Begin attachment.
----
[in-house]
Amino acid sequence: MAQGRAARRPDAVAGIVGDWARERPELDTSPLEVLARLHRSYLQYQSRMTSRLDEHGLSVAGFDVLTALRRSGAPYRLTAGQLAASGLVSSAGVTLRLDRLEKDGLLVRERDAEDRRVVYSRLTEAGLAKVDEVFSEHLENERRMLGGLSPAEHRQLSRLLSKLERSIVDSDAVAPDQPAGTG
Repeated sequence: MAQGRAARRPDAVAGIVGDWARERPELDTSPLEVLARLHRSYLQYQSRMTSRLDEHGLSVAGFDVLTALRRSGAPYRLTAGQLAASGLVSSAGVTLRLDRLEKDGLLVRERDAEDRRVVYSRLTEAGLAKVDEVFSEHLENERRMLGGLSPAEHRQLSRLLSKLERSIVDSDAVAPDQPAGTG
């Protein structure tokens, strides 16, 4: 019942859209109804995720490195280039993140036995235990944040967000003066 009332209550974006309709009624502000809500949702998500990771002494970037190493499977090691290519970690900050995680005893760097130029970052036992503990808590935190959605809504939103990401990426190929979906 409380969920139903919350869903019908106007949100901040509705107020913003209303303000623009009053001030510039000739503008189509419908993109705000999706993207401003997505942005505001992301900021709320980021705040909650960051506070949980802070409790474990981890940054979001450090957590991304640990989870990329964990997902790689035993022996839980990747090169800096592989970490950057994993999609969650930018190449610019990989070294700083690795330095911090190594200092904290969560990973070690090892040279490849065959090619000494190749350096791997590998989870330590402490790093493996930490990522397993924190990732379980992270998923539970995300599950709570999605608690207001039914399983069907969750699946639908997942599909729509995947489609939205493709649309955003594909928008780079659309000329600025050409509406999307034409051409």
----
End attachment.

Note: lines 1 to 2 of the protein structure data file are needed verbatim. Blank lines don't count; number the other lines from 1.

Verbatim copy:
[in-house]
Amino acid sequence: MAQGRAARRPDAVAGIVGDWARERPELDTSPLEVLARLHRSYLQYQSRMTSRLDEHGLSVAGFDVLTALRRSGAPYRLTAGQLAASGLVSSAGVTLRLDRLEKDGLLVRERDAEDRRVVYSRLTEAGLAKVDEVFSEHLENERRMLGGLSPAEHRQLSRLLSKLERSIVDSDAVAPDQPAGTG